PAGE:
Notes: Sometimes even a little improvement goes a long ways. While you can still see that he doesn’t like to walk, it’s important to note that he walked more in 2017 than he did in 2015 and 2016 combined. In finding a way to swing at fewer pitches outside the zone, Rosario was able to contribute much more consistently throughout the year. It allowed his talent to shine through and he responded in a big way. He set career highs in doubles, homers and RBI. He was a big threat in the lineup. His platoon splits again show he was fine from both sides. His OPS was 20% above league average. Fair to say that I didn’t see this kind of breakout season coming!
Predictions: 553 at-bats, .266/.316/.463 (.779), 31 doubles, 12 triples, 18 home runs.
Actual Stats: 462 at-bats, .253/.314/.413 (.728), 14 doubles, 6 triples, 16 home runs.
Notes: Buxton’s season OPS was 6% below average which may seem disappointing until you remember how rough his start was. On April 20, he was hitting .082/.135/.122 (.257). From then on, in 125 games, he hit .274/.335/.448 (.783). Factoring in his defense and his base running, that is a remarkably valuable player. More exciting, through August 4th, he was hitting .216/.290/.309 (.598). From then on, over his final 52 games, he hit .306/.349/.560 (.909), 6-2B, 5-3B, 11-HR. If he puts those kind of numbers up, he’s an MVP candidate. He should win his first of many Gold Glove awards this season, and he went 29-30 in stolen base attempts.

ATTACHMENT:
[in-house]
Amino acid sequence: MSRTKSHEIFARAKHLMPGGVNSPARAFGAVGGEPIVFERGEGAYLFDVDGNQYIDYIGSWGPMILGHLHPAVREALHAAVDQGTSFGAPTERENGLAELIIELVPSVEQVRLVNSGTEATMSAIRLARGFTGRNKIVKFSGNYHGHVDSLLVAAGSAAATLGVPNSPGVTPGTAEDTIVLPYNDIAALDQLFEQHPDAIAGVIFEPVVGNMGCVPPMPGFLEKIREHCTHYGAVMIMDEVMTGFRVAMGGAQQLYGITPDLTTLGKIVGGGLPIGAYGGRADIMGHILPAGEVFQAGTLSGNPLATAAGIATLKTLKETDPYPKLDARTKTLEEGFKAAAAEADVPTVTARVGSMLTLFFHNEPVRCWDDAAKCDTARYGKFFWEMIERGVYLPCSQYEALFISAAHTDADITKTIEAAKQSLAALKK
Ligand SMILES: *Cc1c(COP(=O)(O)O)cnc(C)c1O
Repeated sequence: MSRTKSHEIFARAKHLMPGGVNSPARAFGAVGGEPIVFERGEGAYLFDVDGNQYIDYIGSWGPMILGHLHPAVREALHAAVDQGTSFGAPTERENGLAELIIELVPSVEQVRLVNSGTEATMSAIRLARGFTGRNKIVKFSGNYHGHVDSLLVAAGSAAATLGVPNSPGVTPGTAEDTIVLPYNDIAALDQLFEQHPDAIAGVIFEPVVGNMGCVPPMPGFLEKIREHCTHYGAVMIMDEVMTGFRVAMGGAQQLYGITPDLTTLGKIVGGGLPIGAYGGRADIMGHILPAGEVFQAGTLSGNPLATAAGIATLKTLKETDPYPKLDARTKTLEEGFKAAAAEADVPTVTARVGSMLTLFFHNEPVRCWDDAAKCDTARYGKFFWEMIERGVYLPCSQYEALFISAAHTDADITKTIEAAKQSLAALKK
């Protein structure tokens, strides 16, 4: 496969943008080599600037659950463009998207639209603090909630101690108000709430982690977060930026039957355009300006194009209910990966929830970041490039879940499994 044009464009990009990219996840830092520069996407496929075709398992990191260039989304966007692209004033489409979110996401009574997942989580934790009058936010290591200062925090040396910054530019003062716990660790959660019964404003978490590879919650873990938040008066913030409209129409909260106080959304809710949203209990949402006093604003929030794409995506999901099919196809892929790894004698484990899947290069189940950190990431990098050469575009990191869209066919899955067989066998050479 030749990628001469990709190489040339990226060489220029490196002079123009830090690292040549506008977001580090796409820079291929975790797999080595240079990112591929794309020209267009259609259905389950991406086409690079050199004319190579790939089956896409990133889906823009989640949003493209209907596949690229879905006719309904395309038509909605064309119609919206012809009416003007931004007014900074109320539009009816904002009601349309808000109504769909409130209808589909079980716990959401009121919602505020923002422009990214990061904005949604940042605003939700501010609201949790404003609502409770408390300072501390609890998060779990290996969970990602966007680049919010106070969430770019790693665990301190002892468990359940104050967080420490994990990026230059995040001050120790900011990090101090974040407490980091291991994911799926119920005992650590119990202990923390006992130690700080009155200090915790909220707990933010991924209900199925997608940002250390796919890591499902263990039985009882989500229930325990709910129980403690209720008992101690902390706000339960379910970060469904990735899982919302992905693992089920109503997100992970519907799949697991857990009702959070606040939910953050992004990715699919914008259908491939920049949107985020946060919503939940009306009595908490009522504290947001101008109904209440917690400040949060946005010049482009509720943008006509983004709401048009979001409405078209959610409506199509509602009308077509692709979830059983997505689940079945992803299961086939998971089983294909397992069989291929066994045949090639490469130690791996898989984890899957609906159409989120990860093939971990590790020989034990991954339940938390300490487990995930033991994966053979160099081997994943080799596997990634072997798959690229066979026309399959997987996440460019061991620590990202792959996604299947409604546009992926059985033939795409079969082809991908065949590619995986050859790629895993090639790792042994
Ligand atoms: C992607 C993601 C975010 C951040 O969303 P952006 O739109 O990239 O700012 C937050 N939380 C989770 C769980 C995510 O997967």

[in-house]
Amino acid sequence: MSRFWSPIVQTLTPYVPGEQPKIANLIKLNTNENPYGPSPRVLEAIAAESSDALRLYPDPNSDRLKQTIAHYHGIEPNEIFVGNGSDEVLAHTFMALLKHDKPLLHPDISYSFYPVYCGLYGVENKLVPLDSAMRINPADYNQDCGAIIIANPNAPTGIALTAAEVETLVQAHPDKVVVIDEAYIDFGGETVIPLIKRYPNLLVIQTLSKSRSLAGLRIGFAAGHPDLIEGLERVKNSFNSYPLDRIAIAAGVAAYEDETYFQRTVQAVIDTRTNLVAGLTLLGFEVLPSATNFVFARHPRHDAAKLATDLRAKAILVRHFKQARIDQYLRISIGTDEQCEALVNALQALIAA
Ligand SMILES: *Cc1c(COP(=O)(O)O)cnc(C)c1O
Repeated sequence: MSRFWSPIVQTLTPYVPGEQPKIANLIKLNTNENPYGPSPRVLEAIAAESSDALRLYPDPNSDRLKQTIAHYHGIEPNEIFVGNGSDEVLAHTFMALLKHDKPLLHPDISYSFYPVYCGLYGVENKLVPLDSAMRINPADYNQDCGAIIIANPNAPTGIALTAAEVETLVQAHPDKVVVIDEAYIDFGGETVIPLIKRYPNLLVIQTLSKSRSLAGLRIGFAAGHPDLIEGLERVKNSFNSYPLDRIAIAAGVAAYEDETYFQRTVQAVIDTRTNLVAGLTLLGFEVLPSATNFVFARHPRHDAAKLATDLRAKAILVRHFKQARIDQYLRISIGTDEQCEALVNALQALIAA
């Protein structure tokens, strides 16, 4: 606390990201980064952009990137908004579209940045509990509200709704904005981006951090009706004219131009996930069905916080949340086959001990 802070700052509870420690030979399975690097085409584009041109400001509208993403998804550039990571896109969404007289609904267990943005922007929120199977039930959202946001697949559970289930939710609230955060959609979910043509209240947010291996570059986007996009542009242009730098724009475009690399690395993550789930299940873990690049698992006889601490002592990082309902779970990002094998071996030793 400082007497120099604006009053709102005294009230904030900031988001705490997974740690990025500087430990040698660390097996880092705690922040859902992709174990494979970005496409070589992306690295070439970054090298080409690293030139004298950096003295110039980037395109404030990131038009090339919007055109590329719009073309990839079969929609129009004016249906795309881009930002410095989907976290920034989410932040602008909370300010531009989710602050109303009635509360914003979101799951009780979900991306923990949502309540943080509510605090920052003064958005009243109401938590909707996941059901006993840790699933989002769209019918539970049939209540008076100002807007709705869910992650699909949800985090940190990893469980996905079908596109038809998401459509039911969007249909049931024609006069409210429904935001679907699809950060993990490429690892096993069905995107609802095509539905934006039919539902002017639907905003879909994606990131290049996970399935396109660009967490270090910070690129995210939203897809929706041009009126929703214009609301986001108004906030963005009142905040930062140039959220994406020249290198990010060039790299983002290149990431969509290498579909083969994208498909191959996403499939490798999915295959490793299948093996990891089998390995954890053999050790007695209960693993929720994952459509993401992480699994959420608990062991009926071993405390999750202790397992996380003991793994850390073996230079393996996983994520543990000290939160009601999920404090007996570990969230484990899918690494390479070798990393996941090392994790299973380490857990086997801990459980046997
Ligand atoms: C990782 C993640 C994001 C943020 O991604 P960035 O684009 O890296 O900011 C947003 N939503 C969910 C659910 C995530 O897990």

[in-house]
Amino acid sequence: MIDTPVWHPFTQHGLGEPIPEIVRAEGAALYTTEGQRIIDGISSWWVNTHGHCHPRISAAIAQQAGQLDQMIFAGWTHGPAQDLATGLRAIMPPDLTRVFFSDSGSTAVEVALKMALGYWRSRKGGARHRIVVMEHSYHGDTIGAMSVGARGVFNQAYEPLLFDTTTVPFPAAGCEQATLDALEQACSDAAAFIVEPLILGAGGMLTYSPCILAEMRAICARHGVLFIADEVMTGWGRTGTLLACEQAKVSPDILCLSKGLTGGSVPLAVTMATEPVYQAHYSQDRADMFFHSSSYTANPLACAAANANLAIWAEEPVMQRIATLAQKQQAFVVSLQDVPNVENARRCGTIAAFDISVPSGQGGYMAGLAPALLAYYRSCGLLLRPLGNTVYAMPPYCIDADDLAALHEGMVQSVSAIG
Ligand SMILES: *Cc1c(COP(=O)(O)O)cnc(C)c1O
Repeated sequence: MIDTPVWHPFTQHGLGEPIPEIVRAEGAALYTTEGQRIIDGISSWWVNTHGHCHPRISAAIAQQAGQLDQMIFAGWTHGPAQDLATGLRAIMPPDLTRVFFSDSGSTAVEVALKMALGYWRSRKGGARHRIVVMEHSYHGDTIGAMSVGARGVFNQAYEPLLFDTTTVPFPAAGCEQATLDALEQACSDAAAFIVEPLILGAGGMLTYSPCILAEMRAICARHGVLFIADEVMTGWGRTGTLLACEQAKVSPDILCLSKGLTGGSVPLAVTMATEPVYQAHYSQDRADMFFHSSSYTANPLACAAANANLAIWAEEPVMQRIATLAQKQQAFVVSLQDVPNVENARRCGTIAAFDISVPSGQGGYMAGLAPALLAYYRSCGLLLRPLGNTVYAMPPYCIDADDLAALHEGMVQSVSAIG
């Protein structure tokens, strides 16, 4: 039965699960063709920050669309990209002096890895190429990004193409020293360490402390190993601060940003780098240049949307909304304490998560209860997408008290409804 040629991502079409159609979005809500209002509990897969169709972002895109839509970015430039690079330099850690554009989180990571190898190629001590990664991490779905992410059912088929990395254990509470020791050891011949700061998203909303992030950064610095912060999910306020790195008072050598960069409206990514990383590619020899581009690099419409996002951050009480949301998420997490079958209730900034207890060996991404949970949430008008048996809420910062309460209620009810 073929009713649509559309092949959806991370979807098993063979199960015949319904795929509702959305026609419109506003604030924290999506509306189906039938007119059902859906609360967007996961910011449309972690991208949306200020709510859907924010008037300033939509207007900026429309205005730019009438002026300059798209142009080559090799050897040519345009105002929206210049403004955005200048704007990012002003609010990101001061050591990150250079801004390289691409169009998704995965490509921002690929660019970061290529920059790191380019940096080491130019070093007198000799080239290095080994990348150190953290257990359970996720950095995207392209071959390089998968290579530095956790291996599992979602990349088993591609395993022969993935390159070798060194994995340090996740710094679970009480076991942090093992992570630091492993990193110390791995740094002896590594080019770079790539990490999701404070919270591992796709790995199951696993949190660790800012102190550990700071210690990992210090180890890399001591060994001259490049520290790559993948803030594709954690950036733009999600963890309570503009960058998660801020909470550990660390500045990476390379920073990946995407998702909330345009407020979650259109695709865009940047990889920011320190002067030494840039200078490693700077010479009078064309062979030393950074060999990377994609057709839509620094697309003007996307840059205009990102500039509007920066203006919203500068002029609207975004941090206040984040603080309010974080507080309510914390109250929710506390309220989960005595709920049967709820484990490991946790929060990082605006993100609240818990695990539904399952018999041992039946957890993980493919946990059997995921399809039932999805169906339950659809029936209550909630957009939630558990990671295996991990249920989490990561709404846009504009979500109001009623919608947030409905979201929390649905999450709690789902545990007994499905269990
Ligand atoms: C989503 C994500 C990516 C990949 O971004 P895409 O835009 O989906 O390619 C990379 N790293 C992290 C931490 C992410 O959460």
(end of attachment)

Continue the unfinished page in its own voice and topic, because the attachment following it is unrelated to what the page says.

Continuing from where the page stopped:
Predictions: 577 at-bats, .273/.336/.458 (.794), 29 doubles, 5 triples, 18 home runs.
Actual Stats: 568 at-bats, .243/.312/.425 (.737), 32 doubles, 2 triples, 19 home runs.